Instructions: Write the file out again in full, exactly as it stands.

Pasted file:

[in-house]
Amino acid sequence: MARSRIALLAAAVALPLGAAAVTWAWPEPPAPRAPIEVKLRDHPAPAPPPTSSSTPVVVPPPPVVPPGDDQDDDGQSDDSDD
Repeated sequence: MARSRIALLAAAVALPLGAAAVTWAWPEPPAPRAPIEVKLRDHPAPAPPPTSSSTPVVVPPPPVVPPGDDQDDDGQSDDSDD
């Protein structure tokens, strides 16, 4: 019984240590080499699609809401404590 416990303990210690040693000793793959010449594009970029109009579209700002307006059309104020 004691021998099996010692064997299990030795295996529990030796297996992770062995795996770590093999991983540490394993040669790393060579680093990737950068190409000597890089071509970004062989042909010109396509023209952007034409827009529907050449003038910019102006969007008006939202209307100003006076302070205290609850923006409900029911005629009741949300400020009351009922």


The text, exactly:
[in-house]
Amino acid sequence: MARSRIALLAAAVALPLGAAAVTWAWPEPPAPRAPIEVKLRDHPAPAPPPTSSSTPVVVPPPPVVPPGDDQDDDGQSDDSDD
Repeated sequence: MARSRIALLAAAVALPLGAAAVTWAWPEPPAPRAPIEVKLRDHPAPAPPPTSSSTPVVVPPPPVVPPGDDQDDDGQSDDSDD
């Protein structure tokens, strides 16, 4: 019984240590080499699609809401404590 416990303990210690040693000793793959010449594009970029109009579209700002307006059309104020 004691021998099996010692064997299990030795295996529990030796297996992770062995795996770590093999991983540490394993040669790393060579680093990737950068190409000597890089071509970004062989042909010109396509023209952007034409827009529907050449003038910019102006969007008006939202209307100003006076302070205290609850923006409900029911005629009741949300400020009351009922």